Based on the study of Fair Trade Social Enterprises across Europe, this book builds a typology of organization models for FT. Author Benjamin Huybrechts further examines how the different organization models combine the economic, social, and political dimensions of FT, and how they manage the possible tensions between these dimensions. Fair Trade Organizations and Social Enterprise proposes a range of theoretical approaches to interpret the diversity of Fair Trade Social Enterprises and offers concrete avenues for managing social enterprises and hybrid organizations in general. 

Representations of Global Poverty: Aid, Development and International NGOs.
By Nandita Dogra. London, UK: I.B.Tauris, 2012.
256 Pages. Hardback UK £54.50.
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Through the efforts of increasingly media-aware NGOs, people in the west are bombarded with images of poverty and inequality in the developing world. Representations of Poverty is a comprehensive study of the communications and imagery used by international NGOs to represent the developing world. In this book, Nandita Dogra examines the full cycle of representation - integrating analyses of the public messages of international development NGOs in the UK with the views of their staff and audiences. Exploring the Europeanised discourses inherent in appeals to this notion of a ‘common humanity’, she argues for a greater acknowledgment of NGOs as significant mediating institutions which can expand understandings of global inequalities and their historical causation.

Dialogues in Critical Management Studies: The Third Sector.
Edited by Richard Hull, Jane Gibbon, Oana Branzei and Helen Haugh. Bingley, UK: Emerald Group Publishing Limited, 2011. 318 Pages. Hardback UK £72.95.
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The Third Sector is of increasing economic and political interest but has been relatively ignored by Critical Management Studies. The Sector includes charities and a range of organisations such as non-governmental, nonprofit, voluntary and community, but also those trading for a surplus but with prominent social commitments, such as housing associations, credit unions, worker or consumer co-operatives and social enterprises. This book presents cutting-edge international research from a variety of critical perspectives. The chapters include case studies from Japan, South Africa, Canada, Denmark, France, Wales and England, as well as a number of theoretically-based explorations of key issues in the analysis of the Third Sector. The chapters have been developed from presentations and lively discussion at the Critical Management Studies Workshop, Montreal, August 2010. "DCMS” is an innovative series applying Critical Management Studies to tightly specified topics. Each chapter is followed by a 1,000 word Commentary from a fellow contributor to the volume, and each volume is the product of a collaborative and developmental workshop.


The Global Right Wing and the Clash of World Politics.
By Clifford Bob. Cambridge, UK: Cambridge University Press, 2012.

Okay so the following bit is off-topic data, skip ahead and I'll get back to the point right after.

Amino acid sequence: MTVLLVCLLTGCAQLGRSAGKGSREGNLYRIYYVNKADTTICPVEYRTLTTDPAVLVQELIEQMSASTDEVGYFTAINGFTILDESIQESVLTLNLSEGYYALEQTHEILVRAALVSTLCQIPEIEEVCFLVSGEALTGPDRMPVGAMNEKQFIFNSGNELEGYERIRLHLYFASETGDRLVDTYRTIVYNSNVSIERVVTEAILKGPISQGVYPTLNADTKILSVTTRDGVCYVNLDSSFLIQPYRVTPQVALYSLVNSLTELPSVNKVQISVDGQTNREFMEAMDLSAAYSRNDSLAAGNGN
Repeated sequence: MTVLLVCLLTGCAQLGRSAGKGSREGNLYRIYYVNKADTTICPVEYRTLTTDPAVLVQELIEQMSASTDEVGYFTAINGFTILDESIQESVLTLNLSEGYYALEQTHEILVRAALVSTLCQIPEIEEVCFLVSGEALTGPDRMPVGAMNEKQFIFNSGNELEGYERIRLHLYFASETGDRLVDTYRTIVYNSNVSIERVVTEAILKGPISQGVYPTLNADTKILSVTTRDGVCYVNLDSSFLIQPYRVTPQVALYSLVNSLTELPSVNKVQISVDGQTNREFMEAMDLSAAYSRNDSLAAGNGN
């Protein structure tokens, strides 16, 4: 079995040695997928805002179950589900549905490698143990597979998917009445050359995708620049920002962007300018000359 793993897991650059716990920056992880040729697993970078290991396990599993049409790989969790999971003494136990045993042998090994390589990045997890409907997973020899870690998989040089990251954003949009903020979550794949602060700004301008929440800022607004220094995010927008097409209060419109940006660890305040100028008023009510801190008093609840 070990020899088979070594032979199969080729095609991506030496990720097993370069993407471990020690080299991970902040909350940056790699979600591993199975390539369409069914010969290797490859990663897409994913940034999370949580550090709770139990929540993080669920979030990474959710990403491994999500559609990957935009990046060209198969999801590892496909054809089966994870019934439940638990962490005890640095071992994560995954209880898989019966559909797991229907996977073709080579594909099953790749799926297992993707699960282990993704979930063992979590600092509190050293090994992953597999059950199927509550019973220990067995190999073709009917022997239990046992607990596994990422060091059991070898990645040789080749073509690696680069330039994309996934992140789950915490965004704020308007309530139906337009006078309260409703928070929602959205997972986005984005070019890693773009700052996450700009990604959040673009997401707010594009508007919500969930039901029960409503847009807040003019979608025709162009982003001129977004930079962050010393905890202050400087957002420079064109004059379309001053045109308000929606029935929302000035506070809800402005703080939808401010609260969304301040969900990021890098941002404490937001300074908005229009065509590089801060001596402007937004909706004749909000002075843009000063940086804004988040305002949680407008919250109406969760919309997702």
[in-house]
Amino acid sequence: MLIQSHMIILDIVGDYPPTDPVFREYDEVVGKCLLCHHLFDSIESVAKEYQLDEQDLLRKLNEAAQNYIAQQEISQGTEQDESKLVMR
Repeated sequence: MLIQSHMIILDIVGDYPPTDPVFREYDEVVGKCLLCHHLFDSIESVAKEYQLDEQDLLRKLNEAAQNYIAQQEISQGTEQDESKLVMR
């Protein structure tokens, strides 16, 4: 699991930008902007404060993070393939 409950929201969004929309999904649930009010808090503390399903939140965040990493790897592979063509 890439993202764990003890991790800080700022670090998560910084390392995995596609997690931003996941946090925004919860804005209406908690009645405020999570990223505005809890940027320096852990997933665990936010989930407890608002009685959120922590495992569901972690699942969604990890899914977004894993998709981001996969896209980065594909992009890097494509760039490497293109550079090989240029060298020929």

240 Pages. Paperback  US $26.99.
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This book is an account of transnational advocacy, not by environmental and rights groups, but by conservative activists. Mobilizing around diverse issues, these networks challenge progressive foes across borders and within institutions. In these globalized battles, opponents struggle as much to advance their own causes as to destroy their rivals. Deploying exclusionary strategies, negative tactics and dissuasive ideas, they aim both to make and unmake policy. In this work, Clifford Bob chronicles combat over homosexuality and gun control in the UN, the Americas, Europe and elsewhere. He investigates the ‘Baptist-burqa’ network of conservative believers attacking gay rights, and the global gun coalition blasting efforts to control firearms. Bob draws critical conclusions about norms, activists and institutions, and his broad findings extend beyond the culture wars.   

The Muslim World in the 21st Century: Space, Power, and Human Development.
Edited by Samiul Hasan. New York: Springer, 2012.
363 Pages. Hardcover US $189.
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Islam is not only a religion, but also a culture, tradition, and civilization. There are currently 1.5 billion people in the world who identify themselves as Muslim. Two thirds of the worldwide Muslim population, i.e. approximately a billion people, live in forty-eight Muslim majority countries (MMC) in the world- all of which except one are in Africa and Asia. Of these MMCs in Africa and Asia, only twelve (inhabited by about 165 million people) have ever achieved a high score on the Human Development Index (HDI), the index that measures life expectancy at birth, education and standard of living and ranks how "developed" a country is. This means that the majority of the world's Muslim population lives in poverty with low or medium level of human development. The contributions to this volume attempt to determine why this is. They explore the influence of environment, space, and power on human development. The result is a complex, interdisciplinary study of all MMCs in Africa and Asia.  It offers new insights into the current state of the Muslim World, and provides a theoretical framework for studying human development from an interdisciplinary social, cultural, economic, environmental, political, and religious perspective, which will be applicable to regional and cultural studies of space and power in other regions of the world.